040406 Senators Want to Withdraw Cattle Proposal

April 7, 2004

Yakima, WA - Seven U.S. senators sent a letter to Agriculture Secretary Ann Veneman on Wednesday, urging her to withdraw a proposal that could allow live cattle shipments from Canada to the United States as early as this spring.

Wednesday was the last day for public comment on the proposal to reopen the border to cattle younger than 30 months of age. Cattle older than that are considered at higher risk of mad cow disease.

The U.S. border was closed to Canadian cattle last May after a case of mad cow disease, or bovine spongiform encephalopathy, was found on an Alberta farm. Some beef exports resumed last fall, and Canadian officials hoped the rest of the restrictions would be lifted early this year.

Instead, cross-border cattle shipments have remained banned following the discovery of mad cow disease in a Washington state dairy cow that originated in Alberta.

Sen. Patty Murray, D-Wash., joined senators from six other states in urging the Agriculture Department to drop the proposal, which would list Canada as a country with "minimal risk" for mad cow disease.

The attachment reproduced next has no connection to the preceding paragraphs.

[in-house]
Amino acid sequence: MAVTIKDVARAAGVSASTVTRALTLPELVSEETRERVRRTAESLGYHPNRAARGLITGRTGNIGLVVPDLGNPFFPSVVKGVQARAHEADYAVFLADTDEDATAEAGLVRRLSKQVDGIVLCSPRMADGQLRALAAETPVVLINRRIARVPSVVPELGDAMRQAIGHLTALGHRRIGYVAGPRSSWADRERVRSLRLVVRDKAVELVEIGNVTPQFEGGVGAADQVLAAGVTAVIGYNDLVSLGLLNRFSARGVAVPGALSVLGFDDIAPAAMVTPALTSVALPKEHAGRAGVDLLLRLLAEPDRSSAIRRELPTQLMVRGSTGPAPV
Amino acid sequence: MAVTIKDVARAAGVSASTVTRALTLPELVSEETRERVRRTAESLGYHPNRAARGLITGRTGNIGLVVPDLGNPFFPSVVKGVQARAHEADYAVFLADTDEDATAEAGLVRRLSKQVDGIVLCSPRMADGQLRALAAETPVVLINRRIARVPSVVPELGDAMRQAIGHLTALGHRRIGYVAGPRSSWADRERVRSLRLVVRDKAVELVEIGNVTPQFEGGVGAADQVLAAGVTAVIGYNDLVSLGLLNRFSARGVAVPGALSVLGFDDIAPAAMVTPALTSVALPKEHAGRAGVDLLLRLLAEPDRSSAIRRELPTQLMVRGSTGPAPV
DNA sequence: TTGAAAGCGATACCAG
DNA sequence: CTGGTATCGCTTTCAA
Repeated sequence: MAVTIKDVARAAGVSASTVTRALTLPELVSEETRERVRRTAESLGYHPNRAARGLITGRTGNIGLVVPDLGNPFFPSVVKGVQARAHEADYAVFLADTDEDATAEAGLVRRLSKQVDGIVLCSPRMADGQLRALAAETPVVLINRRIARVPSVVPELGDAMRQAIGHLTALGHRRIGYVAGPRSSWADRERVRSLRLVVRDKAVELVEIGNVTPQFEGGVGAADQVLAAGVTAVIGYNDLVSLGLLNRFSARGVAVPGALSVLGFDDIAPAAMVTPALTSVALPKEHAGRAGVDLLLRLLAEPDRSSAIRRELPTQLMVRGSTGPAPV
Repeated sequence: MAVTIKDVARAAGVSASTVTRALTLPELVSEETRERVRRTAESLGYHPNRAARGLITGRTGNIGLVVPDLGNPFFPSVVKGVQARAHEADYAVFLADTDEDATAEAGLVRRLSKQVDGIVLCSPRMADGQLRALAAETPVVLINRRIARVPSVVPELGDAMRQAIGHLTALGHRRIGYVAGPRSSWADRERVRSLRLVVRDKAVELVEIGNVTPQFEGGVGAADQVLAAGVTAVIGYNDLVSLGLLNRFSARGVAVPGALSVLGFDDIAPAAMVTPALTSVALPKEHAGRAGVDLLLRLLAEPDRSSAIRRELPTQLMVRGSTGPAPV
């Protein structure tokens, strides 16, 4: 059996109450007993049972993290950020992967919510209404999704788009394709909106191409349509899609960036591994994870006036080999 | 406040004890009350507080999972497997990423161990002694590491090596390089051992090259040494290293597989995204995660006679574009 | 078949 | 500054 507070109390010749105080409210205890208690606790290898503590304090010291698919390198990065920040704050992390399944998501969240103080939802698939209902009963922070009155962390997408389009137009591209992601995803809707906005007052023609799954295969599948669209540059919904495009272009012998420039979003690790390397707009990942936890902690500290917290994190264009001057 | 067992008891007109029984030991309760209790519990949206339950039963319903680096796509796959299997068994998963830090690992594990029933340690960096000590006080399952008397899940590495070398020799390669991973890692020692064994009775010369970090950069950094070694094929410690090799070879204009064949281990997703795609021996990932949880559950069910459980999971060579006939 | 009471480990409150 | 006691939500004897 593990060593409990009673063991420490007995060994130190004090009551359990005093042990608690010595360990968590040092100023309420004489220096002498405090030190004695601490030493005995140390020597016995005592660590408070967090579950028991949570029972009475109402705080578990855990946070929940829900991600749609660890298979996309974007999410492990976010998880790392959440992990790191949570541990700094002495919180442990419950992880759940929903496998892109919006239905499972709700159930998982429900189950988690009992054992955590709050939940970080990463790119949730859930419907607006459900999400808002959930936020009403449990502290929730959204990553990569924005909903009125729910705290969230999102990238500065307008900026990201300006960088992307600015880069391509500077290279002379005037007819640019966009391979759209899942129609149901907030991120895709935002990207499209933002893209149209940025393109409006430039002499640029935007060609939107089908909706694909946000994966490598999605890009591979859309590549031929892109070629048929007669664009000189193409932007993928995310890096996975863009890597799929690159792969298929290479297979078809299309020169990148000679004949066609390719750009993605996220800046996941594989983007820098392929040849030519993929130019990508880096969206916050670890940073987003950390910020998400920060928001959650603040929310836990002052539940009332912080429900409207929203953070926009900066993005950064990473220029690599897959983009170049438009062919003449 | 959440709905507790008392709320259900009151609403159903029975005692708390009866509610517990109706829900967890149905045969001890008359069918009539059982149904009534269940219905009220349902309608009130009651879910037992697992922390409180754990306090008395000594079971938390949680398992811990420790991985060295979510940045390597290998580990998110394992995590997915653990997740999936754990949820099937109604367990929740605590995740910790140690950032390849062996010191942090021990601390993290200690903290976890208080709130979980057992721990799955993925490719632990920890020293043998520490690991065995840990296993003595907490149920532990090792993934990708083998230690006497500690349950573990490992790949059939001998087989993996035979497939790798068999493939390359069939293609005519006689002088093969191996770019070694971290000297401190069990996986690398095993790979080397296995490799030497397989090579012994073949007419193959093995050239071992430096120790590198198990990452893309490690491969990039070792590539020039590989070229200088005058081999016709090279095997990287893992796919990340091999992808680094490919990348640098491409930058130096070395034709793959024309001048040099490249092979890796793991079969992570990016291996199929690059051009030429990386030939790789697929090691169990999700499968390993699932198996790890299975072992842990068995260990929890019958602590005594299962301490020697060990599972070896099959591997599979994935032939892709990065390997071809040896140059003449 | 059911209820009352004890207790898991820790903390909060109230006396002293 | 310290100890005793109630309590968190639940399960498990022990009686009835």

"While USDA appears determined to significantly increase its BSE testing, we are concerned that you are not requiring Canada to meet the same high standards," the senators said in the letter.

Also signing the letter were Sen. Tom Daschle, D-S.D.; Sen. Herb Kohl, D-Wis.; Sen. Byron Dorgan, D- N.D.; Sen. Jeff Bingaman, D-N.M.; Sen. Tim Johnson, D-S.D.; and Sen. Hillary Clinton, D-N.Y.

Montana Sens. Max Baucus, a Democrat, and Conrad Burns, a Republican, also have expressed concern about the proposal. On Tuesday, Baucus called for an independent investigation by the General Accounting Office into Canada's handling of mad cow cases there.

Eating meat from animals with mad cow has been linked to a rare but fatal condition in people, variant Creutzfeldt-Jakob disease, although no cases have been traced to U.S. beef.


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